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NeuroRehabilitation. 2013;33(1):57-65. doi: 10.3233/NRE-130928.

Improved motor performance in chronic spinal cord injury following upper-limb robotic training.

Author information

1
Non-invasive Brain Stimulation and Human Motor Control Laboratory, Burke Medical Research Institute, White Plains, NY, USA. mcortes@burke.org

Abstract

BACKGROUND:

Recovering upper-limb motor function has important implications for improving independence of patients with tetraplegia after traumatic spinal cord injury (SCI).

OBJECTIVE:

To evaluate the feasibility, safety and effectiveness of robotic-assisted training of upper limb in a chronic SCI population.

METHODS:

A total of 10 chronic tetraplegic SCI patients (C4 to C6 level of injury, American Spinal Injury Association Impairment Scale, A to D) participated in a 6-week wrist-robot training protocol (1 hour/day 3 times/week). The following outcome measures were recorded at baseline and after the robotic training: a) motor performance, assessed by robot-measured kinematics, b) corticospinal excitability measured by transcranial magnetic stimulation (TMS), and c) changes in clinical scales: motor strength (Upper extremity motor score), pain level (Visual Analog Scale) and spasticity (Modified Ashworth scale).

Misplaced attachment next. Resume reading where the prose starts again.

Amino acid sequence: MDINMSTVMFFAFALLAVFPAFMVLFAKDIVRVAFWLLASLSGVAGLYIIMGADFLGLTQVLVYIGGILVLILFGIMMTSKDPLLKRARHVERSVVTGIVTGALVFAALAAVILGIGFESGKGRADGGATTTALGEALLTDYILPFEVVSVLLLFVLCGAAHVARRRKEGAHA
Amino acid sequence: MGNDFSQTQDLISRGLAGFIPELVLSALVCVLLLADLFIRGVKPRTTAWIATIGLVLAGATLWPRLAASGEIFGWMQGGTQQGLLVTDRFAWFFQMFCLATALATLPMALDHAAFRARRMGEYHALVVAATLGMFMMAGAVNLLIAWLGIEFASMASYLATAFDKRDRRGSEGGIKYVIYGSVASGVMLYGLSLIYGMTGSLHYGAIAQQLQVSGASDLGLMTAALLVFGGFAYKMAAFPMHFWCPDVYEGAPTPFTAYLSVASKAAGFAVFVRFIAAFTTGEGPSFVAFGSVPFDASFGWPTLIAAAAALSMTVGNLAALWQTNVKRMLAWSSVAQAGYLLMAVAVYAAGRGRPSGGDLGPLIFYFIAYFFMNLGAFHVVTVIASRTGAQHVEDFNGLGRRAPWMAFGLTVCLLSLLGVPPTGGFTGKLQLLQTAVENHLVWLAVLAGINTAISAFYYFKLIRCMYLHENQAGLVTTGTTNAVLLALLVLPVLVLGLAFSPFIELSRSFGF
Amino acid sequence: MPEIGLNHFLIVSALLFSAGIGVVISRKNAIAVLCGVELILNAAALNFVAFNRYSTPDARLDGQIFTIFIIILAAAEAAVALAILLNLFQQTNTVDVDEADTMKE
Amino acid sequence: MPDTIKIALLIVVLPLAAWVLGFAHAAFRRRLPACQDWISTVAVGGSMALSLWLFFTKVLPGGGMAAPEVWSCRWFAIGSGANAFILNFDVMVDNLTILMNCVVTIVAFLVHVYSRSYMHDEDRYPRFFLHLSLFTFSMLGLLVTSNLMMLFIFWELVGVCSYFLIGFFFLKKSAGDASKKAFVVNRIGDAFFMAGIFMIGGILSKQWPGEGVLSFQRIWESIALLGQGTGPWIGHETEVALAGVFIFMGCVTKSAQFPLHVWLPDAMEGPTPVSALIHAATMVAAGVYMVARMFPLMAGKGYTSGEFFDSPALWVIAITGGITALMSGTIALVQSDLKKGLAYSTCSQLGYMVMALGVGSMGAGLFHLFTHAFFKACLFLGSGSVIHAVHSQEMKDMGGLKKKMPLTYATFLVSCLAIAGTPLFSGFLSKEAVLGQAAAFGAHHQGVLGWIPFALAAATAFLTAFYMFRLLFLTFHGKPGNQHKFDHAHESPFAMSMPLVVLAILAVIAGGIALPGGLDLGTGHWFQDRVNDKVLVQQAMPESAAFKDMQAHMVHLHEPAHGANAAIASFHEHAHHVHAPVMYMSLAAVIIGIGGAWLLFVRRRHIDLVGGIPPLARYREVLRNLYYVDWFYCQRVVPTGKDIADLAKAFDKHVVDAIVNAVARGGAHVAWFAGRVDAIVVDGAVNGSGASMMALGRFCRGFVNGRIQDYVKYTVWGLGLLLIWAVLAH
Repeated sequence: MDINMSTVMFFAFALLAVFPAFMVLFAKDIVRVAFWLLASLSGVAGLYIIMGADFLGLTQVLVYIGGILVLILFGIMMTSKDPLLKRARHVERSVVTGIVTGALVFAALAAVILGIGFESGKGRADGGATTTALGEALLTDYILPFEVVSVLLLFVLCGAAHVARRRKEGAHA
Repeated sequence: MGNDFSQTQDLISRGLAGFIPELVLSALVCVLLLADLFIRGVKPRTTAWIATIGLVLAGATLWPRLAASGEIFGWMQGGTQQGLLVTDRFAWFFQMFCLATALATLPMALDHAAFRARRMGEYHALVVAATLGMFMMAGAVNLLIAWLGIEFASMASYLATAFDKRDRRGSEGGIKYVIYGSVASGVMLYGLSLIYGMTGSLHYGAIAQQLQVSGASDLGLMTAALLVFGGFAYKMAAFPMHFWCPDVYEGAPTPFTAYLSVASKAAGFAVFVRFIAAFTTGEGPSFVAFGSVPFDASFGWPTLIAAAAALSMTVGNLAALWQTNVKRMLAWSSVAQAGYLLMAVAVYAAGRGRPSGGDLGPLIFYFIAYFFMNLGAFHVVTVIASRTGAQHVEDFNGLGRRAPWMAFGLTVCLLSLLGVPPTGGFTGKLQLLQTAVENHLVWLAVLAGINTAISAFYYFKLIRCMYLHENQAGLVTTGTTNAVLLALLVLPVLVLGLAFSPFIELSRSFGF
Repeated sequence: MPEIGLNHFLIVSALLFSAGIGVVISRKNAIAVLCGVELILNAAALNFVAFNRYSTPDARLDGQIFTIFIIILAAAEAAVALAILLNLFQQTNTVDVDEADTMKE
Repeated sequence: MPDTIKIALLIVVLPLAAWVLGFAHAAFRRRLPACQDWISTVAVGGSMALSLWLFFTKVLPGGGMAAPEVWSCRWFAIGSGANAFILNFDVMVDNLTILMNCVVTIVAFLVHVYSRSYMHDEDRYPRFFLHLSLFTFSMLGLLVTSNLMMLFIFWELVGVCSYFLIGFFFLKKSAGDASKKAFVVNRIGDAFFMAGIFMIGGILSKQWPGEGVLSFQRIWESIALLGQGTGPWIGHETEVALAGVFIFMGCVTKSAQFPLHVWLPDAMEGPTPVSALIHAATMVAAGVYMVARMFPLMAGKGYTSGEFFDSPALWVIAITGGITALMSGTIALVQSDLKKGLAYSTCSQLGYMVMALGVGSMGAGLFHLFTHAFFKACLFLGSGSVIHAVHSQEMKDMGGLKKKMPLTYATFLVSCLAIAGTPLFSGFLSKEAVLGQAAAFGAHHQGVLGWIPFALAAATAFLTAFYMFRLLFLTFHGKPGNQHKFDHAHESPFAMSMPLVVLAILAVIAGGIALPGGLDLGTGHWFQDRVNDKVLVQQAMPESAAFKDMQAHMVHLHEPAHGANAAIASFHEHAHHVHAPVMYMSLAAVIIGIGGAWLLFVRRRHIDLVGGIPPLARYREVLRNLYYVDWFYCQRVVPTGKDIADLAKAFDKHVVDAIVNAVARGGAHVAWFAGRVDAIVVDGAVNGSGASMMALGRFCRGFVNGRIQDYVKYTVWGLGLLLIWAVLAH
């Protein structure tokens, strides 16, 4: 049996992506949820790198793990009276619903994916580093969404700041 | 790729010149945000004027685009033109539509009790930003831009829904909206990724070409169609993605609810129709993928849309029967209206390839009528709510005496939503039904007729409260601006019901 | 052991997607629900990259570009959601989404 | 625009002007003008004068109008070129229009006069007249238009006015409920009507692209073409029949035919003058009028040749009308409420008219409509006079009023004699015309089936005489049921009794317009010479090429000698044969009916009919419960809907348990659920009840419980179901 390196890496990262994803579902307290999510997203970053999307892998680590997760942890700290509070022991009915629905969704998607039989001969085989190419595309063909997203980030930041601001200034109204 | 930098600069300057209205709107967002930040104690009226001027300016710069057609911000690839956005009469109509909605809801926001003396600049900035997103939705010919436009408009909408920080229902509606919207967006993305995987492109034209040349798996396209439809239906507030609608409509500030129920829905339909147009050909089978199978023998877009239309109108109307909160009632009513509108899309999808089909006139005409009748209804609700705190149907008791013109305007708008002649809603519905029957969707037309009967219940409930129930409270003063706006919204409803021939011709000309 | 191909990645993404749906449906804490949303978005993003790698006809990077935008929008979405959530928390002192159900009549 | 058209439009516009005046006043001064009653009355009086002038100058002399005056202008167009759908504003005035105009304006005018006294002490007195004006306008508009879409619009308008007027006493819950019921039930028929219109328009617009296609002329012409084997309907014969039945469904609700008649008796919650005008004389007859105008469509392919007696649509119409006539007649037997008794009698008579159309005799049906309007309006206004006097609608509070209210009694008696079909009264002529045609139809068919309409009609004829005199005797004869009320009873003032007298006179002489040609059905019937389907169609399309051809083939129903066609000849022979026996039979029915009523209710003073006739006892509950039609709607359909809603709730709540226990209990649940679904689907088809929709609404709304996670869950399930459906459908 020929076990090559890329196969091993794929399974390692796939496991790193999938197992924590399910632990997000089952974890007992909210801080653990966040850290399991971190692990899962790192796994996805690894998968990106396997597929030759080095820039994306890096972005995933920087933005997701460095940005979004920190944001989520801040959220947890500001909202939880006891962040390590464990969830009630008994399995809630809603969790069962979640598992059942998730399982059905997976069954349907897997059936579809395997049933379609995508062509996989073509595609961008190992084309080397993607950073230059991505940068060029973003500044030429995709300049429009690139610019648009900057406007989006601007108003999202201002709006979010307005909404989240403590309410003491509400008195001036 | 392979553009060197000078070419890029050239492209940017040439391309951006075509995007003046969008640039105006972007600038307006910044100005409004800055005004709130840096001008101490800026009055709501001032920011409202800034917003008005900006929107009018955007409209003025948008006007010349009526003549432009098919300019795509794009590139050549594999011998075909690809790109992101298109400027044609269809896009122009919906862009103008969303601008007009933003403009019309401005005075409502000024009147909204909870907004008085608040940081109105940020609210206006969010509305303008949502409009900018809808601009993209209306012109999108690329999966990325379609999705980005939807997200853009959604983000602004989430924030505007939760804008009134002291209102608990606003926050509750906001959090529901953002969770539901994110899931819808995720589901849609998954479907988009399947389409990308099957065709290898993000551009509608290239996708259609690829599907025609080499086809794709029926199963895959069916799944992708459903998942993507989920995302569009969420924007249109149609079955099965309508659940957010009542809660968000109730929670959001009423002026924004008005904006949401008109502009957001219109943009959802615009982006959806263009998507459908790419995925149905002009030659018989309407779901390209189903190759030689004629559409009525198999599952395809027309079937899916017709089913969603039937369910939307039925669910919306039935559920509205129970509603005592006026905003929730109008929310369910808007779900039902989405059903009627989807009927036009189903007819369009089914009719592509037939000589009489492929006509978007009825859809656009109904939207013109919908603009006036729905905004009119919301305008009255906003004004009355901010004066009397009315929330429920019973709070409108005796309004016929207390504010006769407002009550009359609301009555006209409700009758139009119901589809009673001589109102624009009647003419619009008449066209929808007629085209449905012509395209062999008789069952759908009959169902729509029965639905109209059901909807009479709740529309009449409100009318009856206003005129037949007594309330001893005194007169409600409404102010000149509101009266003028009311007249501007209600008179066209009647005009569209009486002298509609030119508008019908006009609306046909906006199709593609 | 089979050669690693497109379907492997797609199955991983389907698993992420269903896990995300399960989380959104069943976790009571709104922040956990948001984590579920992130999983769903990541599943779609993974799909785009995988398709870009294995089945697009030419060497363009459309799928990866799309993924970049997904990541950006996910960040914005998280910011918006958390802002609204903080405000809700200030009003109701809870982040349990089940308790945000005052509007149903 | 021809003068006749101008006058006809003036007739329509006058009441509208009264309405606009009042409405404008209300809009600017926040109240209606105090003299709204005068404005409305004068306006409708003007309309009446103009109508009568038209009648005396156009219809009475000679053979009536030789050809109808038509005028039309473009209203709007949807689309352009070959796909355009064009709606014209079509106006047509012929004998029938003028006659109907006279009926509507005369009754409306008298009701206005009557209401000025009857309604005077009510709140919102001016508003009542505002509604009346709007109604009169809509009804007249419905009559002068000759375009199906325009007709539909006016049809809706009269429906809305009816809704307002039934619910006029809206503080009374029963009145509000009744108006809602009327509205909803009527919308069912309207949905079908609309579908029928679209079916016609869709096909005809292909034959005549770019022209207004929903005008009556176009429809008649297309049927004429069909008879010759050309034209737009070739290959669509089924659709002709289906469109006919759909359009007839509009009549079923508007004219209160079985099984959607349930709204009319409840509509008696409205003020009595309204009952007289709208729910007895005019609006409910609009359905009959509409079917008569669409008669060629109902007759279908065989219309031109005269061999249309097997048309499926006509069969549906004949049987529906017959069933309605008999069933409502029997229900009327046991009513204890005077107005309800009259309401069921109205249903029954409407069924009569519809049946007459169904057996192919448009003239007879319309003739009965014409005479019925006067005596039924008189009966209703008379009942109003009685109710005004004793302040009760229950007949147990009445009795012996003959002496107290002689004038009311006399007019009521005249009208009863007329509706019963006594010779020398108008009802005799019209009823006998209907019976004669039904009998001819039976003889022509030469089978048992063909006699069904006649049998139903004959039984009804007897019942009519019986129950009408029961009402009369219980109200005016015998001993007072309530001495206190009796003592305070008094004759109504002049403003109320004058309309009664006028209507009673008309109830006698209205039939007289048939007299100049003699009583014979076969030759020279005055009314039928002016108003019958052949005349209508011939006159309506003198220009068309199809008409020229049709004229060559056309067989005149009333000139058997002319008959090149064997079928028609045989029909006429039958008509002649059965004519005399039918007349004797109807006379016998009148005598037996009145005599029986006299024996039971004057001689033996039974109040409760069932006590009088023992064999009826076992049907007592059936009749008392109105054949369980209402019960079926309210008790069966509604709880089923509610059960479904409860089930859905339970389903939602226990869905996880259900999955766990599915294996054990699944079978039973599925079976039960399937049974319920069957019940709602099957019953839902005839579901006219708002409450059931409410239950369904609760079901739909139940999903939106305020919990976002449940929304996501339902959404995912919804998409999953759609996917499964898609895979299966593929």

RESULTS:

No adverse effects were observed during or after the robotic training. Statistically significant improvements were found in motor performance kinematics: aim (pre 1.17 ± 0.11 raduans, post 1.03 ± 0.08 raduans, p = 0.03) and smoothness of movement (pre 0.26 ± 0.03, post 0.31 ± 0.02, p = 0.03). These changes were not accompanied by changes in upper-extremity muscle strength or corticospinal excitability. No changes in pain or spasticity were found.

CONCLUSIONS:

Robotic-assisted training of the upper limb over six weeks is a feasible and safe intervention that can enhance movement kinematics without negatively affecting pain or spasticity in chronic SCI. In addition, robot-assisted devices are an excellent tool to quantify motor performance (kinematics) and can be used to sensitively measure changes after a given rehabilitative intervention.

PMID:
23949034
PMCID:
PMC4519228
DOI:
10.3233/NRE-130928
[Indexed for MEDLINE]
Free PMC Article
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